The play closes with a return to Nick’s narration, describing Gatsby’s pitiful friendless funeral, Tom and Daisy’s escape from the scandal. Gatsby is again glimpsed through the curtain as the words of the novel reassert themselves, typed on the screen. In a poetic visual conclusion, the words become animated, turn into a butterfly and fly away.
This show is full of magical moments like that. Director Stephen Wrentmore and scenic director Yoon Bae made creative use of the rotating stage throughout to transition smoothly between scenes and enhance the feeling of movement.
A version of the book’s original iconic cover, disembodied eyes looking through spectacles, is projected on the curtain. Later, the eyes (which may be the eyes of God) become animated, as if watching the audience, in a wonderful effect. When Gatsby takes Nick out in his hydroplane, two anonymous women flank them, holding up representative biplane wings, which then delightfully transform into taxi cab headlights as the two men continue their journey. The yellow Rolls Royce “drives” across the stage.
The subtle and varied lighting by Dawn Chiang, period-evoking costumes by David Kay Mickelsen and screen projections by Lara Kaminsky are all textbook examples of craft perfectly in tune to enhance the overall production.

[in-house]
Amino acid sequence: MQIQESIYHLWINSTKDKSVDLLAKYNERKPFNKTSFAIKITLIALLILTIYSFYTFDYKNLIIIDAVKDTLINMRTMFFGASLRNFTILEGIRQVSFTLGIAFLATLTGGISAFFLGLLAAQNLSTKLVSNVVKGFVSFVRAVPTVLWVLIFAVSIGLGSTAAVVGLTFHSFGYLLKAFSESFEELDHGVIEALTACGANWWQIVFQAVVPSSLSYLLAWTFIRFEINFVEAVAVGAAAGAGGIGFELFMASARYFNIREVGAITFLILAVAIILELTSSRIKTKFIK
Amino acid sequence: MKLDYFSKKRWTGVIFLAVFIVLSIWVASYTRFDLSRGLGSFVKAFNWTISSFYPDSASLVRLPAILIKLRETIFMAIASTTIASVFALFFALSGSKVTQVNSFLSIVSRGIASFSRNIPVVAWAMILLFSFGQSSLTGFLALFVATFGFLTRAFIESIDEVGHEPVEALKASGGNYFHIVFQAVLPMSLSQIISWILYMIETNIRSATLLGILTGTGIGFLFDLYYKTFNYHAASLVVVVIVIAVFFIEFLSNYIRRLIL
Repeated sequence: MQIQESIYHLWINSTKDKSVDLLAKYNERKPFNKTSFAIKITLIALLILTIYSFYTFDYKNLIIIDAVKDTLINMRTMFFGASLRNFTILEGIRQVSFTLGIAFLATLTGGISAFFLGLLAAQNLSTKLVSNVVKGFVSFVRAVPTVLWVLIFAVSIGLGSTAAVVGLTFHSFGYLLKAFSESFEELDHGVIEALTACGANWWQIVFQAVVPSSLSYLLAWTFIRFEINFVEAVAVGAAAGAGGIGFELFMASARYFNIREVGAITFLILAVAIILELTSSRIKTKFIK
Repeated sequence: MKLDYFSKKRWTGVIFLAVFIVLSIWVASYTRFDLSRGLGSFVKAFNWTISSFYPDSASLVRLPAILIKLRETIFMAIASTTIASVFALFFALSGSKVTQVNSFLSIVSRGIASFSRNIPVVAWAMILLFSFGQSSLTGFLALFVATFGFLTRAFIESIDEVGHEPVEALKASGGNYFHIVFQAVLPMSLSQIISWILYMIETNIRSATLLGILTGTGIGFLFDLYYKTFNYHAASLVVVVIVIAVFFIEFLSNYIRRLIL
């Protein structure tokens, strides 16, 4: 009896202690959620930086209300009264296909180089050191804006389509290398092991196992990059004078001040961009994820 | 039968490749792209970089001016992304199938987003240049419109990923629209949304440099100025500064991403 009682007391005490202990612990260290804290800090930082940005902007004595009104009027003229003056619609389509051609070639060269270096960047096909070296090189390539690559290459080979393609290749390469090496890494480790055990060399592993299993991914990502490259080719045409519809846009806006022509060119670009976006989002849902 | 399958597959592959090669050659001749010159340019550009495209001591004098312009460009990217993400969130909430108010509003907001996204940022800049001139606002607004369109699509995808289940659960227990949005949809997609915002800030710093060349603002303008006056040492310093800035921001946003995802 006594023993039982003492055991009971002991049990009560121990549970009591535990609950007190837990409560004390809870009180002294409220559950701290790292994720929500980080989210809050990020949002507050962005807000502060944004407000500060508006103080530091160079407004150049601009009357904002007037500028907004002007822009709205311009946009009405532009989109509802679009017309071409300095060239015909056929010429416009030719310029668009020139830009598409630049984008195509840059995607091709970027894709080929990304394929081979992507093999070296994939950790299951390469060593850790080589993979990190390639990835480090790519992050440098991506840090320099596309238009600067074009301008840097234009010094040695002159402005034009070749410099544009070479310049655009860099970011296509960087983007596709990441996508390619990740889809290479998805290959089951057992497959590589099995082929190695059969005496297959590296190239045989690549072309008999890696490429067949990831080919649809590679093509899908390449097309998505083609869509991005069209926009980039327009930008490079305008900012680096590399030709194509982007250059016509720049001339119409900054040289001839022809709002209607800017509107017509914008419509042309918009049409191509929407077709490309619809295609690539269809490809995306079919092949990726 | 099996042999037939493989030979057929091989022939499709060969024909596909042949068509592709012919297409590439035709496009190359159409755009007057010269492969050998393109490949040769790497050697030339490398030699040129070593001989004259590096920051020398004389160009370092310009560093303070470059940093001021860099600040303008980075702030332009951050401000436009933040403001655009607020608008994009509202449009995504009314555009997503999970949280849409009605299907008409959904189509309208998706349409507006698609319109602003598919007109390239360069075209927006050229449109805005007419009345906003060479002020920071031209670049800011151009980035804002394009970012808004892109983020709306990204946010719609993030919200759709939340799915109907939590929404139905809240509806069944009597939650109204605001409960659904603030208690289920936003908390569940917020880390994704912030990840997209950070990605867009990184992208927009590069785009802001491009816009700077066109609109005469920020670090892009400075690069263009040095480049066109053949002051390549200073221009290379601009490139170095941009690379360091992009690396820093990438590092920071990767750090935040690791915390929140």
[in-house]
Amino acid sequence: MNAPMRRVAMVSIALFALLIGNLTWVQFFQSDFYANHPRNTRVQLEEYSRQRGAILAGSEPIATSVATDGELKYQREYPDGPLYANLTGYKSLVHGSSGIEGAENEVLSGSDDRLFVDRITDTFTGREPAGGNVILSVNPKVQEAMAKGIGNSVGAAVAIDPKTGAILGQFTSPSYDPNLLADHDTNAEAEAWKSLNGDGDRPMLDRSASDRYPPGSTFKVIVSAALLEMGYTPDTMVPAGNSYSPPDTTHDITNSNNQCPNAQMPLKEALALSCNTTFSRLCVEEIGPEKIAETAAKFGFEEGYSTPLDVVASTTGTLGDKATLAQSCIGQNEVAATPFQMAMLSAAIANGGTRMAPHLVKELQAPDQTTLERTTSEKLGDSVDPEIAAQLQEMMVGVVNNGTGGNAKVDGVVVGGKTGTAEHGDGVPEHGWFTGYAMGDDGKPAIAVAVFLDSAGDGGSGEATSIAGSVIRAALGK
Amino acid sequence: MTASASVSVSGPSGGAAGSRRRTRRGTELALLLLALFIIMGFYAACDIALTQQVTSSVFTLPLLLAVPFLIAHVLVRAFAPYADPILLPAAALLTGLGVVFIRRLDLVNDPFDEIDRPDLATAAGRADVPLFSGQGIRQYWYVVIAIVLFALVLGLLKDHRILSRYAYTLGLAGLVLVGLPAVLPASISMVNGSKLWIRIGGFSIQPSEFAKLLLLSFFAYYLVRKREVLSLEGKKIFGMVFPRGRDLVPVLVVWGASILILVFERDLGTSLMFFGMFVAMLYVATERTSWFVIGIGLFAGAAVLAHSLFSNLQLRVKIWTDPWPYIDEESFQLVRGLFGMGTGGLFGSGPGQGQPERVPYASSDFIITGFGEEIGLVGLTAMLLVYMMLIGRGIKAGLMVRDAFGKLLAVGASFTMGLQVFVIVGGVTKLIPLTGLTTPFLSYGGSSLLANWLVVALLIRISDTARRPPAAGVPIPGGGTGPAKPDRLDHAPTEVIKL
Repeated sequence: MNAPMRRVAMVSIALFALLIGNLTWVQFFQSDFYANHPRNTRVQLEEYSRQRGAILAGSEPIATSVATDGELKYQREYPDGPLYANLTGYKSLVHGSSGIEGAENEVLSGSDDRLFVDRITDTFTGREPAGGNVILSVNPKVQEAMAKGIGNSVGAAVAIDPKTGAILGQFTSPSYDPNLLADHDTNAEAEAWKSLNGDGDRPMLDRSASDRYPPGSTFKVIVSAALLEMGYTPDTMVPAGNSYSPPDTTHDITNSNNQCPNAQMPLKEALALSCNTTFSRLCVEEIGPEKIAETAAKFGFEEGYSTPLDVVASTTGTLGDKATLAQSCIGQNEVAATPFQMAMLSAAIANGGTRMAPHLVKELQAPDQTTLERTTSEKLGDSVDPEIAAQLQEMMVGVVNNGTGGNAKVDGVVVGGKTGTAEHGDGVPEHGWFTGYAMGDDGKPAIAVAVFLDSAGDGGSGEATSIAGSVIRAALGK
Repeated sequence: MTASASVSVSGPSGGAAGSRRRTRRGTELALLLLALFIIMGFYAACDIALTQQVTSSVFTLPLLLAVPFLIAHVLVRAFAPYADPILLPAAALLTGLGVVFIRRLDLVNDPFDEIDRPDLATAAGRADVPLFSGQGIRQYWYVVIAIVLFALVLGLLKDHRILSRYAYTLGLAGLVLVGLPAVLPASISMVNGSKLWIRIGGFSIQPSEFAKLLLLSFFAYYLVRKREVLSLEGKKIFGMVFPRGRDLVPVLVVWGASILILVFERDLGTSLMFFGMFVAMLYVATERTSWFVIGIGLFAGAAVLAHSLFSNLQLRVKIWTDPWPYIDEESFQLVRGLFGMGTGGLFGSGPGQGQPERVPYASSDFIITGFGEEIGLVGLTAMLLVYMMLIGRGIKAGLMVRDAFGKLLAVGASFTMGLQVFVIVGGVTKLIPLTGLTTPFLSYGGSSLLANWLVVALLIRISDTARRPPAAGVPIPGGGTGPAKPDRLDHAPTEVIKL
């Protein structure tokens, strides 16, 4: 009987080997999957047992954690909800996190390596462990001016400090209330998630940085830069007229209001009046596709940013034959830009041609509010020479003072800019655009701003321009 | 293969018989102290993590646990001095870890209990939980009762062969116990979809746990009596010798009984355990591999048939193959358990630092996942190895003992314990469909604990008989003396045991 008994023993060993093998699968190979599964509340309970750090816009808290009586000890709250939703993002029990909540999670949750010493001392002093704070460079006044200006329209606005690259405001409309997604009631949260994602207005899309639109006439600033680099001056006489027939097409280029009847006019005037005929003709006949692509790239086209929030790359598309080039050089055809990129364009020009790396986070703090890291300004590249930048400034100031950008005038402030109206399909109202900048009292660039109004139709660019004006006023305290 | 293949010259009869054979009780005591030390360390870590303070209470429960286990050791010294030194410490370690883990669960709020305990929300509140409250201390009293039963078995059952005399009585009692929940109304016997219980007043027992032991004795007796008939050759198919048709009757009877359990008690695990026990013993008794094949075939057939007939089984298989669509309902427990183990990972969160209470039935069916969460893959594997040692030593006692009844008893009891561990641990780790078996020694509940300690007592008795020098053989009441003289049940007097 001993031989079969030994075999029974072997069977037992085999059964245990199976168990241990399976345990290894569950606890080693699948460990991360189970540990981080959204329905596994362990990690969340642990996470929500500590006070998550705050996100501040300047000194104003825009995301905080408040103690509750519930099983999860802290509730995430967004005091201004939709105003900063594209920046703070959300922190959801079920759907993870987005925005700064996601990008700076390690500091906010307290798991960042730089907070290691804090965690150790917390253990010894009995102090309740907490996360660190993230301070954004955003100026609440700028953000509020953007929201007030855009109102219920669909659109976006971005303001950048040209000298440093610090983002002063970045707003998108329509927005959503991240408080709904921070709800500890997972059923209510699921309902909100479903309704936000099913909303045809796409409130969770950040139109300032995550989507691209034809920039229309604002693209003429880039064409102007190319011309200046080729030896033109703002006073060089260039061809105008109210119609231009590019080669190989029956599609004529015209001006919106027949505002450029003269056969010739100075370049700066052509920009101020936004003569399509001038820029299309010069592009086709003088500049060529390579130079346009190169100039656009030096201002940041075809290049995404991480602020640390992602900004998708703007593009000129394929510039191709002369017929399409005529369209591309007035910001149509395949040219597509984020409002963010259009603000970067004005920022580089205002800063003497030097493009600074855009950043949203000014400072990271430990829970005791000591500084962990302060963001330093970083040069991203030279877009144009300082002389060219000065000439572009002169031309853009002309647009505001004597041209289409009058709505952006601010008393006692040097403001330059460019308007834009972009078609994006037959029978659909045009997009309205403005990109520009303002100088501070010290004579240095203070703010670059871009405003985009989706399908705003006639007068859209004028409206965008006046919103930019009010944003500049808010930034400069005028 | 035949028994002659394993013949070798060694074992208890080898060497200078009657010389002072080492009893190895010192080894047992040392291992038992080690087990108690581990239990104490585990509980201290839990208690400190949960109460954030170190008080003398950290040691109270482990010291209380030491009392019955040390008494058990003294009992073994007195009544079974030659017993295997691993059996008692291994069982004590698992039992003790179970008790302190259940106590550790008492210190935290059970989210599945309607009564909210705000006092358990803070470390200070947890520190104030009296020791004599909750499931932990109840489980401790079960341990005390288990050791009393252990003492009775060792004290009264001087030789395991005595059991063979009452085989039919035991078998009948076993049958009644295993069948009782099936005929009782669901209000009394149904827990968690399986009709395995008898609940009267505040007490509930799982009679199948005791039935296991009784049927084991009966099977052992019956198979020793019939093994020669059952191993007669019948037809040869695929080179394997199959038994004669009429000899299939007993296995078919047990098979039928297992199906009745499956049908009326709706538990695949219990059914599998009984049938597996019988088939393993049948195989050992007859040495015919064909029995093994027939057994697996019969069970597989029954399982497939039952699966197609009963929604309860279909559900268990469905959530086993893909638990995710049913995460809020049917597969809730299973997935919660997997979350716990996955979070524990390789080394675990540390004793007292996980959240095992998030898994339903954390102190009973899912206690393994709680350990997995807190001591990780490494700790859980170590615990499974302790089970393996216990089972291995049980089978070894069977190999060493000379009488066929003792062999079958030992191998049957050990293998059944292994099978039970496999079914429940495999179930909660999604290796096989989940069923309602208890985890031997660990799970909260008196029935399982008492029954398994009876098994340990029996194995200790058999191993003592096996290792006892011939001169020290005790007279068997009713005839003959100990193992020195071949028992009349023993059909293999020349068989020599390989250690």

The critical problem occurs during the shooting scene. Talking with Nick after the accident, Gatsby “leaps” into an implied swimming pool as the stage goes black for a moment. The actor is replaced by a projection of a stylized abstract figure floating in blue, which George shoots. It’s jarring for several reasons. After so many literal and very inventive interpretations of the text, this is the first abstract representation. Although projections have been integral throughout, this is the first time a character has interacted with them. After so many brilliant turns of Fitzgerald’s words into succinct on-stage moments, a voiceover description of the denouement, Gatsby’s ironic death, literally robs the story’s peak action of any stage presence.
Monette McGrath shines as Daisy Buchanan, imbuing her with an energy that makes her simultaneously wonderfully alive and desirable, but dangerously on the edge of a breakdown. Sofia Jean Gomez makes Jordan Baker’s casual attitude smolderingly sultry. Marta Reiman, as Myrtle Wilson, demonstrates the blatant erotic distance between sultry and slutty.
The male leads seemed slightly less in command on opening night. William Peden as Tom Buchanan and David Andrew MacDonald as Jay Gatsby engaged more in a dance than a fight for the woman they love, generating only intermittent tension and menace. Zachary Ford perhaps had opening night jitters, causing some minor dialogue flubs. In any case, all three male lead characters felt more two-dimensional, less vivid than the three female leads.
This production of “The Great Gatsby” is worth seeing even for those not familiar with the novel.
Though the book is still deserves reading, think of the play as the most delightful, animated Cliffs Notes you’ll ever find. The show has quality professional acting, exceptional stagecraft, and with the one notable exception, highly creative writing and direction. It is a sumptuous production that joyfully demonstrates the strengths that the stage brings to storytelling, even to a masterwork like Fitzgerald’s hallowed novel.